Do you squabble with your sister over anything and everything?
Well a new study reveals that siblings may have something new to get work up about - weight gain!
A report published in the Journal of Epidemiology & Community Health reveals that first-born sisters often put on more weight than their younger sisters. The research - which studied 13,000 pairs of sisters over 20 years - found that older sisters are 40% more likely to be obese and 29% more likely to be overweight than their younger sisters.
They also had higher BMIs when they were pregnant, and have a higher risk of diseases such as diabetes and high blood pressure.
The study - which was conducted by researchers from Sweden and New Zealand - doesn’t elaborate on reasons behind older siblings’ propensity for weight gain. But some suggest that parents who perhaps over-feed their first-born are to blame - while other experts believe it might have to do with nutrition levels in the placenta or uterus while the birth mother is pregnant with the siblings, meaning organs reprogram how fat and glucose are stored in the body.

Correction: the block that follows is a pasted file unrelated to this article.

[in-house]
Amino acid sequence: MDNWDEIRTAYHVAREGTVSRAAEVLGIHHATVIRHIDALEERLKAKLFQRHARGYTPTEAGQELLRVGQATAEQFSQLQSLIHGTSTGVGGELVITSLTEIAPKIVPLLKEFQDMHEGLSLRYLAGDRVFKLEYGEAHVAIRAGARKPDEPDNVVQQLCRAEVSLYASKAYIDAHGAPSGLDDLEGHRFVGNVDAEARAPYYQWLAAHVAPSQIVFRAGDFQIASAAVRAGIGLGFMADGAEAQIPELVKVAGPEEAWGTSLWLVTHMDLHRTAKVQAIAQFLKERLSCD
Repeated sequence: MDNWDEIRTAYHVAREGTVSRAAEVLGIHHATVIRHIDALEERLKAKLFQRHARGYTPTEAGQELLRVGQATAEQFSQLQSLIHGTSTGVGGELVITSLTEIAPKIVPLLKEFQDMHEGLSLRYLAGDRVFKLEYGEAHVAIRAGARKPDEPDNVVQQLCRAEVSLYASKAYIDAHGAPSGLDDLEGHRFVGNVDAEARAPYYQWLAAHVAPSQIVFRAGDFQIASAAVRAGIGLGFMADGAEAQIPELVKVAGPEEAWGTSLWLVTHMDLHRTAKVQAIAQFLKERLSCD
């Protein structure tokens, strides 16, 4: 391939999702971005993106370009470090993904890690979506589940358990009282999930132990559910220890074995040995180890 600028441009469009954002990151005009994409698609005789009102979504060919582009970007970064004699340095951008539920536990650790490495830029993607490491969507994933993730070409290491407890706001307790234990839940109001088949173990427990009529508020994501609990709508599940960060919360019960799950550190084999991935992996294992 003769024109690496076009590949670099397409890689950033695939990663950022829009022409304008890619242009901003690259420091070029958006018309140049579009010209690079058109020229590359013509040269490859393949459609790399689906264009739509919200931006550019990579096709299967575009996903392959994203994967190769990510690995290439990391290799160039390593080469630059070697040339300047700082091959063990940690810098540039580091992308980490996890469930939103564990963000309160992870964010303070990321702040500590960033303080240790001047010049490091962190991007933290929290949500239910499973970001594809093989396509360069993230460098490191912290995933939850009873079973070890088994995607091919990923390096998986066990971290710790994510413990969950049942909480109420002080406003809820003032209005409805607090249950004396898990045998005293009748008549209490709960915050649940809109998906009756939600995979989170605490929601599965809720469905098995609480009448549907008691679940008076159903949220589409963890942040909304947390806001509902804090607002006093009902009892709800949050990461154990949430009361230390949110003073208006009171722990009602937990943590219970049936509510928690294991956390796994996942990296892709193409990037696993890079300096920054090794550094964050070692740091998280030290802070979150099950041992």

The study is the largest of its kind, and mirrors results that were found in studies of brothers.
And while the results will give younger sisters another reason to gloat this Christmas season, older sisters can rest with the knowledge that while they might be carrying a couple of extra kilos, at least they didn’t have to go through their childhood wearing hand-me-downs, right?!